Wits students share their experience of voting for the first time in South Africa’s general elections.
Of the 26 million registered voters, 700 000 were first time voters, including some students standing in queues at the Wits Old Mutual Sports Hall on Wednesday, May 8.
According to the Independent Electoral Commission (IEC), just under 200,000 registered voters are between the ages of 18 and 19.
Wits Vuvuzela spoke to a few of Wits students to gauge their feelings and experience of voting for the first time.
Third year BSc student Nkosinathi Nxumalo, 20, said that his experience was not as daunting as he anticipated. “Election staff explained everything quite well,” he said.
He added that it was challenging to decide on who and which party to vote for since he knew the two major rival parties so well. “Deciding which evil to go with was hard,” Nxumalo added.
Twenty-year-old, Masego Rampa, who is a second year BSc Property Studies, who came out of the voting station looking thrilled said she knew what she was voting for and that the experience “was amazing”.
“I was very excited to vote for my party,” Rampa said.
Lisa Mntungwa, a third year oral hygiene student said, “it was very liberal to exercise the right to vote”. She added that first time voters should neither be pressured by the crowd nor family members on who to vote for.
“I know the importance of not letting other people decide for you then complain about decisions that are being made while you did not take part in decision making,” said Dimpho Majoe, second year Bachelor of Accounting Science student.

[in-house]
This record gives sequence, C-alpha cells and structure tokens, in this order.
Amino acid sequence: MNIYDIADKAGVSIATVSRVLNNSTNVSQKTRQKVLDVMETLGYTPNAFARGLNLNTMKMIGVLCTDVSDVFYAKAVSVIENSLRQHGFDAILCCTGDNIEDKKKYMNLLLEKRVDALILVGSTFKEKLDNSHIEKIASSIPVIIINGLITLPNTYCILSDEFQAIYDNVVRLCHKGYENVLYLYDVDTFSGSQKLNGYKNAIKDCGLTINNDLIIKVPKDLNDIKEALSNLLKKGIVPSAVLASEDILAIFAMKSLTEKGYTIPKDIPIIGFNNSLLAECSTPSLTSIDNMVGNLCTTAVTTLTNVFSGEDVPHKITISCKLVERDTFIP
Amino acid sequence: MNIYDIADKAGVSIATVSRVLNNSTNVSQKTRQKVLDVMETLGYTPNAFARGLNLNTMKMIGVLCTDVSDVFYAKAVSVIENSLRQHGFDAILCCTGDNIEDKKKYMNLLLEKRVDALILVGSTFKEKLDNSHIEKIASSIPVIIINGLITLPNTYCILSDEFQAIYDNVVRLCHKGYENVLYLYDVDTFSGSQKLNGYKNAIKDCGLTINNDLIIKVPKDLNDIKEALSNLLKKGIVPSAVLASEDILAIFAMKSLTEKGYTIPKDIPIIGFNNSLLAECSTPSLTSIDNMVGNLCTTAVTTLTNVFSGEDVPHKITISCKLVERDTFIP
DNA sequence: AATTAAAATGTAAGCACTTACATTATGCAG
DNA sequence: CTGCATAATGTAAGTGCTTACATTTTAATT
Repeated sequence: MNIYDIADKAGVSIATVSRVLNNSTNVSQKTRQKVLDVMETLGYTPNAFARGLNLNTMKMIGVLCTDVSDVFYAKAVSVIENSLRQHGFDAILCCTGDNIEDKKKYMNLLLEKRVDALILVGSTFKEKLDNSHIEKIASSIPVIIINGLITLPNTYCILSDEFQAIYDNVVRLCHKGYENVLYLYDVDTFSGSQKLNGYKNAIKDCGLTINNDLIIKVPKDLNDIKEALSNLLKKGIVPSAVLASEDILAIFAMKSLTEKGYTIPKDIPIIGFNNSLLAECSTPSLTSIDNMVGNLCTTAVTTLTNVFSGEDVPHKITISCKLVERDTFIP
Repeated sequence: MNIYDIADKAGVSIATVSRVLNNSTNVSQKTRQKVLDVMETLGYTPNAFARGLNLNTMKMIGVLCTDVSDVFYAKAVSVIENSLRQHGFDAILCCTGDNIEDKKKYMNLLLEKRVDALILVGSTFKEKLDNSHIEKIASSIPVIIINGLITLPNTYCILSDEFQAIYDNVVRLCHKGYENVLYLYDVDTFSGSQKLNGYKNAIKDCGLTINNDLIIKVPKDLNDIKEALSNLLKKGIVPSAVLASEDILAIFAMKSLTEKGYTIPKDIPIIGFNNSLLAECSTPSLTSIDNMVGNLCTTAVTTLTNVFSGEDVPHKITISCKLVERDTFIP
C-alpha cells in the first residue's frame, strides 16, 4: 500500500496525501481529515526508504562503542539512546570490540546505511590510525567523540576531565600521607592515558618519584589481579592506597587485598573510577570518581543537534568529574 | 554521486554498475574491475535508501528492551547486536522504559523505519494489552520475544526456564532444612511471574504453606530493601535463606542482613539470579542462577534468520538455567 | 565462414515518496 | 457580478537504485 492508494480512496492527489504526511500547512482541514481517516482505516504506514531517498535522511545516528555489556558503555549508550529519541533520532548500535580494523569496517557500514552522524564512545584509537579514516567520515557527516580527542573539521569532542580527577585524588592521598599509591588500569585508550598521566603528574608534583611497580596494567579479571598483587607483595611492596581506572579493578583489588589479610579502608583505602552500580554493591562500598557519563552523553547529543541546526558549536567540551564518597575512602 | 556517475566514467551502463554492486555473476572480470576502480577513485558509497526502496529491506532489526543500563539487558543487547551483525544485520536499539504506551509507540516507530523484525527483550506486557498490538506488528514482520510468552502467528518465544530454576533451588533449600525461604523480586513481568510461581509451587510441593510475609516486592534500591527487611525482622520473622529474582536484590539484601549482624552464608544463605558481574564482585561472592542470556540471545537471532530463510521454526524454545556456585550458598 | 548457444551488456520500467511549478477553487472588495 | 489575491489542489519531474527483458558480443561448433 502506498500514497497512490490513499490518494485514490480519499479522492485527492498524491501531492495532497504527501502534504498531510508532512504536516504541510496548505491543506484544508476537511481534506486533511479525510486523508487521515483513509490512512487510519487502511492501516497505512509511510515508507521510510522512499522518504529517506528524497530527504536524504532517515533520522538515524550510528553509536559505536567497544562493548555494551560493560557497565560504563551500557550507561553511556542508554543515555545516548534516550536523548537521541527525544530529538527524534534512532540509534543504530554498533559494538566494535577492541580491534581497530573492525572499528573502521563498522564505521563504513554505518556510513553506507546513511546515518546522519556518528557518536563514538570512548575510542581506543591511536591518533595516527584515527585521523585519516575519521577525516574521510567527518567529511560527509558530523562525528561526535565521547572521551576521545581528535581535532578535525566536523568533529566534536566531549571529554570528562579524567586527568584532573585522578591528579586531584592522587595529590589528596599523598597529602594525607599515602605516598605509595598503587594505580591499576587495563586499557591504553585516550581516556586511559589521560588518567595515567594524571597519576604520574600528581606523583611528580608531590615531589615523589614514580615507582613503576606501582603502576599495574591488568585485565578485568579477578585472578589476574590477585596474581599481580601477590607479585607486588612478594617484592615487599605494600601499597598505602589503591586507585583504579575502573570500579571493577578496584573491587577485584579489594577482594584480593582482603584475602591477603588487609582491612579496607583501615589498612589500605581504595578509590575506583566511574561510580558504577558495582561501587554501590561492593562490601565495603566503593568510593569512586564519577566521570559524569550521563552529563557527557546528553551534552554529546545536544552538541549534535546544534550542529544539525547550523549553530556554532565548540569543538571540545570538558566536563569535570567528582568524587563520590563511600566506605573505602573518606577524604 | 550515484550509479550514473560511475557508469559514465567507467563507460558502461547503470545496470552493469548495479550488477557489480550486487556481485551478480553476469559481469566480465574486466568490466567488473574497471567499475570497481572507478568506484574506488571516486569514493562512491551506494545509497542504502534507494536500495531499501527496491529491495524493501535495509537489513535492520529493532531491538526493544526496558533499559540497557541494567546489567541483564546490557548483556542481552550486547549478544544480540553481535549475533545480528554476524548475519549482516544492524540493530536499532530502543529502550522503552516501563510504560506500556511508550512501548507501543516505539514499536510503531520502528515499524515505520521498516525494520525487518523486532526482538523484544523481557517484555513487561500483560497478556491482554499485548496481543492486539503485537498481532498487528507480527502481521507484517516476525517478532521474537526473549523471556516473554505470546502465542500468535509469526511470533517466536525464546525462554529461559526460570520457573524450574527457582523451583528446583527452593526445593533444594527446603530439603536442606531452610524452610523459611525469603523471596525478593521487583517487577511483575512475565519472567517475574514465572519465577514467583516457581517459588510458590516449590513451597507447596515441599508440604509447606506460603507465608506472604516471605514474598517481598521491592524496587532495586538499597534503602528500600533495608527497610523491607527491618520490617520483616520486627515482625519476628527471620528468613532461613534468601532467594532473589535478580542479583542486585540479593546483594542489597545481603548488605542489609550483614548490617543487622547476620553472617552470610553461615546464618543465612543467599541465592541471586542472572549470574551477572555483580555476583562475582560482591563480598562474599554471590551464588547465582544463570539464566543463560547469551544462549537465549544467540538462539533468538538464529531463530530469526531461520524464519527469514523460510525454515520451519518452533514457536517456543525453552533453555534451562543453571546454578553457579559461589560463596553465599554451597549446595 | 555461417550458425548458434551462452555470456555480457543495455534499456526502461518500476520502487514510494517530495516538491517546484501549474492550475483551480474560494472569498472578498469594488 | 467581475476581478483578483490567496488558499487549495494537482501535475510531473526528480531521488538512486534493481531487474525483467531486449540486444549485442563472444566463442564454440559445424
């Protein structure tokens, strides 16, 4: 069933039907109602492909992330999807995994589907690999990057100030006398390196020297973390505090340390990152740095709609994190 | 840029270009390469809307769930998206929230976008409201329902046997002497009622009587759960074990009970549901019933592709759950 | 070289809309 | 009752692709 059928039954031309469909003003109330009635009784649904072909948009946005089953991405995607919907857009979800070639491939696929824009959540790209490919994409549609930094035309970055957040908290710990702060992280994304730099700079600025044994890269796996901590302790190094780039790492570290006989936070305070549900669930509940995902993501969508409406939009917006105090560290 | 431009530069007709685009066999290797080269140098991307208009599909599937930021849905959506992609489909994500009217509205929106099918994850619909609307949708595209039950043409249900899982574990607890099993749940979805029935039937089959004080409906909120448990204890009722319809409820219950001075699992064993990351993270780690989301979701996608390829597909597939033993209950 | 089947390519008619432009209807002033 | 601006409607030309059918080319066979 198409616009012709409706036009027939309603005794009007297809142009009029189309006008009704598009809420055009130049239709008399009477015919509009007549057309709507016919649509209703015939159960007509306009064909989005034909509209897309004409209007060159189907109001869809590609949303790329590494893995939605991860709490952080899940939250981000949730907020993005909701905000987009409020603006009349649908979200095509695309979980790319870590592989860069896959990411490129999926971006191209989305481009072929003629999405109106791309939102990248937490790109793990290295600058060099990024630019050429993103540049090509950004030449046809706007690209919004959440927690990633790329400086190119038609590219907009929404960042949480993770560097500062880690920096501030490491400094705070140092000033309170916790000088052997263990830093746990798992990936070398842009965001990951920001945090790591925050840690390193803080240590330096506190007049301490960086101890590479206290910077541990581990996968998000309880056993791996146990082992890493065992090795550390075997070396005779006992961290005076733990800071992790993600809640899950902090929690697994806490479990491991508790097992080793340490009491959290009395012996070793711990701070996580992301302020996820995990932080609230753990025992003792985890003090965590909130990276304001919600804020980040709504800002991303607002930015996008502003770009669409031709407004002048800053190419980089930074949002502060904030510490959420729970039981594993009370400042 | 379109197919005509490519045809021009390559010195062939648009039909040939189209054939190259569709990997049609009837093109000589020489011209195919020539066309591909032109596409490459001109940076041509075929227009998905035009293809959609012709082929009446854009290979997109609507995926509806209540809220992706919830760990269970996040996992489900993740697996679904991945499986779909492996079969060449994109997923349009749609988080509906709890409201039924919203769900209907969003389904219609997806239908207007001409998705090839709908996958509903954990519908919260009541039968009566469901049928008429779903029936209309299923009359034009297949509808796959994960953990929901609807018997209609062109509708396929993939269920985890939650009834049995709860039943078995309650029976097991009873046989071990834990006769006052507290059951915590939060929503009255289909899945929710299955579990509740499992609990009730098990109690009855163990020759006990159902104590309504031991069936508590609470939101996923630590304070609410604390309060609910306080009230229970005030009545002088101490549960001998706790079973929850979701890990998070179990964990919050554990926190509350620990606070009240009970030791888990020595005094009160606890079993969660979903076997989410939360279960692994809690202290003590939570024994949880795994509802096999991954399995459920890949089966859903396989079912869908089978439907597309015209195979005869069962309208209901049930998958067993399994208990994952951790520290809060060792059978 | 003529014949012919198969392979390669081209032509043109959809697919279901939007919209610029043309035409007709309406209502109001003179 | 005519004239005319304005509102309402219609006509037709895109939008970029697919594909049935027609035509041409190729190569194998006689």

Majoe added that, if the process could be less human involved, “it would be better knowing no one is tempering with the results”.
Second year bachelor of education student, Ruth Modise, 20, said it hit her that she is now an adult and has to be a responsible citizen. “Picking a party was challenging because candidates give you a persona that conflicts with the stories of corruption the society speaks of,” she said.
MA Architecture student and second time voter, Lichumile Monakali, 26, said he was excited when he voted for the first time in 2014 but found himself more conflicted in deciding on who to vote for in 2019. “Now I am more matured. I listen to both sides with an open mind,” he said.
He further said that the IEC should put strict restrictions to “prevent political parties and websites from approaching voters on the day of voting.”
IEC official at the Old Mutual Sports Hall, Mbuso Biyela said the commission should take responsibility to help first time voters have knowledge about the whole voting process beforehand even if it means using different media platforms.
Biyela said that many first time voters “seem to have a preconceived idea as to how this process should work out and that affects their attitude towards the process.”
FEATURED IMAGE: Voters in a queue waiting to cast their votes at the Wits Old Mutual Sports Hall on Wednesday, May 8. Picture: Rose Shayo.
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